14 years in Scientology

14 Years in a cult

Every weird thing you’ve ever read about Scientology is probably true – except the one where Tom Cruise can fly. He can’t fly, and neither can the ashtray in the $1500 Scientology basic course. I spent 14 years in a cult without realising it.

As a confused 17-year-old, Scientology saved my skin. It could have been Jesus, Amway or the Great Pumpkin, but in 1977, it was the dead-eyed guys in black and white that go and on about happiness.

I was perfect for Scientology; lost, miserable and smoking pot, and trying to have sex with my gay best friend. Getting busted for shoplifting was how I met my first Scientologists.

Having fines to pay, I got a waitress job at a 300 seater pancake restaurant. They were a Scientology family running their business along Scientology principles.

Their first born was part of Ron Hubbard’s inner circle. Mike Rinder was a hero, but it was his little sister who was my best friend.

Sleepovers at their house included cups of tea and granita biscuits in bed every morning. It was the polar opposite to the weird shouty chaos that was my home. In Scientology, drugs are bad, the family is good, and with the Rinder family’s kindness, I straightened my life out enough to think clearly.

Scientology hooks with the perfect bait

The bait is whatever is messing up your life right now. It’s called a“ruin”, and what was ruining my life, apart from not being able to bed my gay best friend, was the chaotic relationship with my mother.

Looking back, I see how disregulated her nervous system was, and so much of that was projected onto her kids, but then all I knew was confusion and emotional chaos.

With the family mired in their own issues, I was pretty much ignored, but never did I gain that much attention than when I announced the Church of Scientology had a new member. They went nuts. For a family so good at neglecting, ignoring, and pretending to be normal, suddenly all eyes were on me.

My grandfather, emotionally and physically absent normally, threatened to go to the newspapers, and I was banished from Christmas cheques for years. The family didn’t want any mumbo jumbo showing them up.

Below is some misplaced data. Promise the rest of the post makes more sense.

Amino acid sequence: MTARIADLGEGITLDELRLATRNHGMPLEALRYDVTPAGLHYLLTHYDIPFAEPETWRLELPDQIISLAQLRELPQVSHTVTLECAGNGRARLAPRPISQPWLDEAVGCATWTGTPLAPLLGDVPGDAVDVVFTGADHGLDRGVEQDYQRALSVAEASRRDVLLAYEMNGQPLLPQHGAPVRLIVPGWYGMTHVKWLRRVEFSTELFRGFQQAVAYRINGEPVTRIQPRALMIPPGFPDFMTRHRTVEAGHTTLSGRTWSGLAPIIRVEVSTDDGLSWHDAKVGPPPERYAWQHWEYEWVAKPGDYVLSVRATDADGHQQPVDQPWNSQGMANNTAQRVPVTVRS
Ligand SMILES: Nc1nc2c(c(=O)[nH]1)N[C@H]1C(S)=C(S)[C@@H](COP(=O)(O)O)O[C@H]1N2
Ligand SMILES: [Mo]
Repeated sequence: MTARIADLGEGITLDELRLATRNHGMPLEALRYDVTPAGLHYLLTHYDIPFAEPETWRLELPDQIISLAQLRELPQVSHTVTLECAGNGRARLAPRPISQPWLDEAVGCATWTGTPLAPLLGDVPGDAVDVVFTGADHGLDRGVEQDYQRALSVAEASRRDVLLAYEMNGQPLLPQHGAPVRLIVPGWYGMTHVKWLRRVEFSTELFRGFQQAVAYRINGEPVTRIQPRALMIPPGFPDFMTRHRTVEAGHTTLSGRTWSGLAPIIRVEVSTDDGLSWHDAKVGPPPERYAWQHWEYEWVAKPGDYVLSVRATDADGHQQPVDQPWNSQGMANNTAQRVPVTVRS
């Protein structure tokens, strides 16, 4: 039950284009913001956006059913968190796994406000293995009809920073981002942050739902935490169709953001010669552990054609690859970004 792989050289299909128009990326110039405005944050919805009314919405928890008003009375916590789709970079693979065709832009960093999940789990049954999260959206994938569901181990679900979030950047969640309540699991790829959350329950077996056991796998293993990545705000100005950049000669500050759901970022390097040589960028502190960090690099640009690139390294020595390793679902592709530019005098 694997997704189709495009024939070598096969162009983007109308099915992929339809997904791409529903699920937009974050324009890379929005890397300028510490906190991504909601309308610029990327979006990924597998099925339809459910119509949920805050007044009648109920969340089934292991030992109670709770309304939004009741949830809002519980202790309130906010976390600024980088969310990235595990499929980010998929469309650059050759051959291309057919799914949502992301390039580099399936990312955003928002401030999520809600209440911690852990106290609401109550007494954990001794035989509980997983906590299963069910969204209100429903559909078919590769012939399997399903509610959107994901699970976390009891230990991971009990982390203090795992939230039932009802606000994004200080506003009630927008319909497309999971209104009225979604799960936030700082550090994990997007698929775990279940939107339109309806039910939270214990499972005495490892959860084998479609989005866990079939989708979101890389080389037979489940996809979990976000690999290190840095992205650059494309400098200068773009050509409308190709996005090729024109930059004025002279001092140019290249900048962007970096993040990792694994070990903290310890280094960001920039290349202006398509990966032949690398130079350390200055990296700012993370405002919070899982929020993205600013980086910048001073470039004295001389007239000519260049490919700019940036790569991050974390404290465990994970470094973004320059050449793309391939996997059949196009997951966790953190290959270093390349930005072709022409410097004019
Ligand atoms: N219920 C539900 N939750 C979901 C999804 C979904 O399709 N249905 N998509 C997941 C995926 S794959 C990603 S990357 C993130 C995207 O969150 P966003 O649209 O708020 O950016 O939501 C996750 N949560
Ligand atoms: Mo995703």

My family disowned me and I dived into yelling at an ashtray to make it fly. (Yes, that’s one of their exercises)

14 years in a cult

The irony is – I never spotted it – an neither do many others drawn into a cult. When you’re born into an emotionally or physically abusive family tid up with their own problems, a cult feels normal, or better. My family had no bandwidth for this sensitive child who cried at the drop of a hat and hid in libraries because she was so shy.

At 17, I couldn’t wait to leap into the grip of Scientology’s rules and dogma, because the love bombing felt amazing.

Scientology may have sorted out a messy teenage life, helping me to stop smoking pot, and learning boundaries., but as far as resolving the chaotic relationship with my mother, it was useless. I could have bought a house, for the money spent on courses and self development.

I stayed in Scientology for 14 odd years till one day the hypocrisy and anti-gay sentiments got too much.

Leaving required assertiveness, but they taught me that. Those were analog days, blissfully before iPhone and email. Leaving was as easy as walking out and not answering the phone or door for a while. I got sick of their anti gay attitude, when Ron Hubbard’s own son was gay, and left.

20 years later, they knocked on the door at 9 pm. My dog got there first, all bristle and tooth, followed by my partner who lifted one up by the collar and described what would happen if they returned. They never did.

My family of choice

My new little family of dog and partner stood by me, protecting me from a cult, while in 1977, all my birth family protected was their reputation.

Ever known anyone in a cult?

Before judging, ask yourself: What could possibly be going for that person to make joining a cult look like a good thing?

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Hey!

Semi fictional story about me

In 1994, I had a midlife crisis, got a boob job and moved to Byron Bay.

Quickly realized there was nothing there but more boob jobs and white furniture, so I escaped faux-spiritual beach culture, went to Peru, and experimented with DMT.

While in Peru, fell in love with a Shaman who was really a plumber from Padstow, but stayed because of attachment issues.

After following a puma from the jungle, I holed up in a Scandi-style Air B’n’B and finally got enlightened.

Parts of this story are true.

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